The High Court sentenced former chief executive Donald Tsang to 20 months in jail on Wednesday for misconduct while he was leader of Hong Kong.
Mr Justice Andrew Chan Hing-wai originally sentenced him to 30 months, but reduced it to 20 having taken into account his good character and contributions to society. He rejected the defence’s plea for a suspended sentence and ordered a retrial for September over Tsang’s bribery charge.
Tsang, 72, is the first leader of the city to be convicted in a criminal trial. Counsel for Tsang said they would appeal against his conviction for the misconduct charge.
He was sent to custody on Monday at the Lai Chi Kok Reception Centre, a maximum security institution. Three hours after arriving at the detention centre, however, he was rushed to Queen Elizabeth Hospital after complaints that he was feeling unwell.
He remained at the hospital for two nights, before arriving directly at court in handcuffs on Wednesday morning.
Tsang’s wife, sons and siblings were at the sentence hearing. His wife was seen crying inside the courtroom, according to RTHK.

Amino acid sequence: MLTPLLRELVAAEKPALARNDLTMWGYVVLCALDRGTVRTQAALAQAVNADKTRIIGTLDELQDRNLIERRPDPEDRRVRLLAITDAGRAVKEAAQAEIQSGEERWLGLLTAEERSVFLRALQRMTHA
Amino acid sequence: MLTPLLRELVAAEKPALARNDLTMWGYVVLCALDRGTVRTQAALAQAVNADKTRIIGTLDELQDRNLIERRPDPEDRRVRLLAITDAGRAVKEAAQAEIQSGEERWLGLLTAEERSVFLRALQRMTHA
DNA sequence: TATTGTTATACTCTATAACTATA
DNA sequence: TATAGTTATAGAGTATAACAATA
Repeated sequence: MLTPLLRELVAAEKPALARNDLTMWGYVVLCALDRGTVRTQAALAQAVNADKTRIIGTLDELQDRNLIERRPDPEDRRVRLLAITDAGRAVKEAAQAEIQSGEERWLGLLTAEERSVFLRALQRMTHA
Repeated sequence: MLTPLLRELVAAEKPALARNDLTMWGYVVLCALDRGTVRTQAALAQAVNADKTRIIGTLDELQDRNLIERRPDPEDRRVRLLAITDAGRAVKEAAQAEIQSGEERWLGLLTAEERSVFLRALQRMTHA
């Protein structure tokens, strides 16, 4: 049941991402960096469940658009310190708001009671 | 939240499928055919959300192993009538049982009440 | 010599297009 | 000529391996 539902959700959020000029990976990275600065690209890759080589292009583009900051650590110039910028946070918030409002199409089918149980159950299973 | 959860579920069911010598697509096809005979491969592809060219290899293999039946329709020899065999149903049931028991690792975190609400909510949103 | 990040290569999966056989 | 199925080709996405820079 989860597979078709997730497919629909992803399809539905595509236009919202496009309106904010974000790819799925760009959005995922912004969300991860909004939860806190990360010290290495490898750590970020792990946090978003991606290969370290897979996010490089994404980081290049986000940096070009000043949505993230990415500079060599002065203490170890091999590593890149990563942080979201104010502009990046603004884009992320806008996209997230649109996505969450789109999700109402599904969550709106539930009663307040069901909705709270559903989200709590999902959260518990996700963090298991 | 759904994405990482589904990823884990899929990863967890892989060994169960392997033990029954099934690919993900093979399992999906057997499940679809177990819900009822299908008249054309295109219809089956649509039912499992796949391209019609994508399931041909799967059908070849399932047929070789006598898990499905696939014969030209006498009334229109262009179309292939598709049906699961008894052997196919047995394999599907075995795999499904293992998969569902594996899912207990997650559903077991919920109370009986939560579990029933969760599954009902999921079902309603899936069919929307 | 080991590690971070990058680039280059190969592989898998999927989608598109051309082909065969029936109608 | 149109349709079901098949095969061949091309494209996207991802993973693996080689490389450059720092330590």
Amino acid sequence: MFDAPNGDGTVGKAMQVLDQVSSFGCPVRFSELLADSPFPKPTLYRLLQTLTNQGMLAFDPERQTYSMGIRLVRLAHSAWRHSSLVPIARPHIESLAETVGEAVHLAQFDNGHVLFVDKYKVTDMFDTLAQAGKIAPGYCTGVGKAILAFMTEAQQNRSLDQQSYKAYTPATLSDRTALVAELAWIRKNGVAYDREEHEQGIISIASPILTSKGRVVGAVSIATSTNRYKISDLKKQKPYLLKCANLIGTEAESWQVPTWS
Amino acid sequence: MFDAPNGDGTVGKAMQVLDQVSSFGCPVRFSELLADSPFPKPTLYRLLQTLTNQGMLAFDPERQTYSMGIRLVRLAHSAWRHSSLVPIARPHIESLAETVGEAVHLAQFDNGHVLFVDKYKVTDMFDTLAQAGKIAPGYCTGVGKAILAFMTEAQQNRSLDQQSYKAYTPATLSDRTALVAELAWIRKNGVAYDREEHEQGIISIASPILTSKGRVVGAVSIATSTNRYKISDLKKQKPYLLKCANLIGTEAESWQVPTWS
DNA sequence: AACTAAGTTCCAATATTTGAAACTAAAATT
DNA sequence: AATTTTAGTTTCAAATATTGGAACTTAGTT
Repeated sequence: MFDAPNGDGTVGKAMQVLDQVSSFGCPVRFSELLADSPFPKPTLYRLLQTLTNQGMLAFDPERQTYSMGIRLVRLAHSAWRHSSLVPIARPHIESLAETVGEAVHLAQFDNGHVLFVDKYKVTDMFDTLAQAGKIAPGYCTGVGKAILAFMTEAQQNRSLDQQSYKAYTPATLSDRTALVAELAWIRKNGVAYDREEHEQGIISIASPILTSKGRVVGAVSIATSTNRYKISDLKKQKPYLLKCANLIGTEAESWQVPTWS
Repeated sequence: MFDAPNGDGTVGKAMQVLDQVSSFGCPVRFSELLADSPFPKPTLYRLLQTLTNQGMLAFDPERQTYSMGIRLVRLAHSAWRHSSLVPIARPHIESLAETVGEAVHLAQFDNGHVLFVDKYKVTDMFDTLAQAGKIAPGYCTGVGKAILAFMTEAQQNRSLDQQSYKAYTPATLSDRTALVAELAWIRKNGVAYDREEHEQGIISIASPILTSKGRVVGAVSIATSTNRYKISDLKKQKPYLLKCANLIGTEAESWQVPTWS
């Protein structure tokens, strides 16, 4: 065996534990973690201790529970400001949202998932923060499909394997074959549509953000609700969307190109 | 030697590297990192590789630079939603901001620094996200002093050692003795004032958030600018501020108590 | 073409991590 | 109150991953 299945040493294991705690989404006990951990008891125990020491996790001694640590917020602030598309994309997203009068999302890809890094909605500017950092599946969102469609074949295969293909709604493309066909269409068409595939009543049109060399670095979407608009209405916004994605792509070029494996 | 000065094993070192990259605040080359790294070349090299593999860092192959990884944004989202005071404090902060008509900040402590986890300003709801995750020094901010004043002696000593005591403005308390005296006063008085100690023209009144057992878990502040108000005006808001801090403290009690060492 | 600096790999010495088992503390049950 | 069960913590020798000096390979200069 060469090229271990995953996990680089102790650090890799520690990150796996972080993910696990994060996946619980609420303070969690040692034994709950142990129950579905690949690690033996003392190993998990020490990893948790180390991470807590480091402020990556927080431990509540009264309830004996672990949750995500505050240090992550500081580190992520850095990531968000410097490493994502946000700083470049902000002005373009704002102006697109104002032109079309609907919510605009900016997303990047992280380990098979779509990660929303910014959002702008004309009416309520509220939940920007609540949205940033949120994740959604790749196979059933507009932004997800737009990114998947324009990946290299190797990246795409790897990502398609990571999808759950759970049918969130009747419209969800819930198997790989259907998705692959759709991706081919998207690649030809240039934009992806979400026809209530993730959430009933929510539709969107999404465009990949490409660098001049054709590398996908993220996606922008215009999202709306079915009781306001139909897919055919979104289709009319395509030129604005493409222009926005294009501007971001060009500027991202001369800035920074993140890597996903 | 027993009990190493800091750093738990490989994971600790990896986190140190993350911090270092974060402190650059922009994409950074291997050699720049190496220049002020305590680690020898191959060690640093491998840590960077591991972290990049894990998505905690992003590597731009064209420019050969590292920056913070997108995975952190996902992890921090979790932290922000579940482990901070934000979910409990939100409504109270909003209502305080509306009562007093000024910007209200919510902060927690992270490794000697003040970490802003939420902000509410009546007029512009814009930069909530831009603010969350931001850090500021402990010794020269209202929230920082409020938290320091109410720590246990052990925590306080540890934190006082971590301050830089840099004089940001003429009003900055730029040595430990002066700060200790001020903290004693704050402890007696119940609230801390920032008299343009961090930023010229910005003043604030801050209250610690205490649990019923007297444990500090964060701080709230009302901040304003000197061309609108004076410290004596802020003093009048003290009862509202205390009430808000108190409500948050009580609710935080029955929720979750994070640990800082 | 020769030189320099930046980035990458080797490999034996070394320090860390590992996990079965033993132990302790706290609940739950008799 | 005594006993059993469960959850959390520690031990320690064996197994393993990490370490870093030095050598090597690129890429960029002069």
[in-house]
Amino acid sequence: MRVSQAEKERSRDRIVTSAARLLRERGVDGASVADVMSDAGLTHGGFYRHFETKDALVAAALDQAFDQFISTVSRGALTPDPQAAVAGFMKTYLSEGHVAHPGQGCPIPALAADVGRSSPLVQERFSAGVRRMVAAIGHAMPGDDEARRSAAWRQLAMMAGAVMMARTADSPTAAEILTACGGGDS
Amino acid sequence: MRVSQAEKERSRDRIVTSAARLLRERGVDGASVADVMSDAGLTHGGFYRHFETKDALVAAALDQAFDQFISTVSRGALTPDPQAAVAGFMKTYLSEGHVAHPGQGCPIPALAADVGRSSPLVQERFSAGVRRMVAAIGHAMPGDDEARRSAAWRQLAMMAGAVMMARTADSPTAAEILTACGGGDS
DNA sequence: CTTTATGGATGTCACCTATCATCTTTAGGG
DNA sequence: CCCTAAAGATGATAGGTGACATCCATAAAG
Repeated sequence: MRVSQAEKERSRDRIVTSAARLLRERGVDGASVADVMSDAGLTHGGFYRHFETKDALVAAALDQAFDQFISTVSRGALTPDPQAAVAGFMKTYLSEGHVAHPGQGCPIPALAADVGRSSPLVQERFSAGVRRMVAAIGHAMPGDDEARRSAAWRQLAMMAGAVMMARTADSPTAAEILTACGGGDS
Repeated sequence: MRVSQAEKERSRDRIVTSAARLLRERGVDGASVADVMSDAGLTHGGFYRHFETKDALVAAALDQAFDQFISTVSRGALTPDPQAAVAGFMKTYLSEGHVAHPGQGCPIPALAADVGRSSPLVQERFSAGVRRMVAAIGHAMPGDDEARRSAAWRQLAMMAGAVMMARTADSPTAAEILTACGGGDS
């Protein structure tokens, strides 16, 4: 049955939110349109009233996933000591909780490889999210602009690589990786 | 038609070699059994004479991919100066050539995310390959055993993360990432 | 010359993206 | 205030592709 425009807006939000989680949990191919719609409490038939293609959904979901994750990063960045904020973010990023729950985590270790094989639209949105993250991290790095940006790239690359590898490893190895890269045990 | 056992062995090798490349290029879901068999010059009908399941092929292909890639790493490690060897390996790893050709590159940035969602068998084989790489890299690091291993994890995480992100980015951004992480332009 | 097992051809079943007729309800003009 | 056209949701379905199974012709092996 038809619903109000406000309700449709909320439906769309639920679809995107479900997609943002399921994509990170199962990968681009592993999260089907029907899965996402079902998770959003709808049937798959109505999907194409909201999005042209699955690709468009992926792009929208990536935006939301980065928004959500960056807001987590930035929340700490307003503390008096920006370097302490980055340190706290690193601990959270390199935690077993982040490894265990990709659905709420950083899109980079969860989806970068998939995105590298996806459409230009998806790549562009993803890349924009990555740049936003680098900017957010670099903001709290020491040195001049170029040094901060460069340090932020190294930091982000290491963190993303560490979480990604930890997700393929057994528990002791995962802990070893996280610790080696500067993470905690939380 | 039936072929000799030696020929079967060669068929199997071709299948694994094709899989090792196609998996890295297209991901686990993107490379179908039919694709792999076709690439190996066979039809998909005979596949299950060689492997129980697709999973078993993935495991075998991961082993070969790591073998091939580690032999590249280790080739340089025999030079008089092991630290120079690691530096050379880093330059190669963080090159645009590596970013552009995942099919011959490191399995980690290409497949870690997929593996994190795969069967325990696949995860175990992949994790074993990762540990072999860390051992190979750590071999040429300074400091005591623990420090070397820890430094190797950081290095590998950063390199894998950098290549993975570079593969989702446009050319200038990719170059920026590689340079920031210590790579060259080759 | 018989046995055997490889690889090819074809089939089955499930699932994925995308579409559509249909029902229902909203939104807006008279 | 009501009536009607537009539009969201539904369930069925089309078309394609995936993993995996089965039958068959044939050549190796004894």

A nine-person jury found the ex-leader guilty of misconduct last Friday in an 8:1 vote for failing to disclose his plans to lease a luxury flat from a major investor in a broadcaster, which was later granted a licence from the government under his watch.
But jurors unanimously acquitted him on another misconduct charge over an allegation that he failed to declare that an architect he proposed for a government award was employed as an interior designer on the apartment.
The jury could not reach a majority decision on a third charge of bribery against Tsang, which alleged that he took the redecoration and refurbishment of the flat as a kickback.
They asked to be disbanded last Friday, and Mr Justice Chan agreed.
On Monday, Tsang’s lawyer submitted more than 40 mitigation letters to the court, including those written by former chief secretaries Anson Chan, Carrie Lam and Henry Tang, ex-finance chief John Tsang, and Secretary for Constitutional and Mainland Affairs Raymond Tam.
“Mr Tsang may be criticised for poor judgement but in all the years that we have been colleagues and close friends, I have never known him to commit a dishonest act,” Anson Chan said in her letter to the court.
The misconduct offence carries a maximum penalty of seven years in prison.
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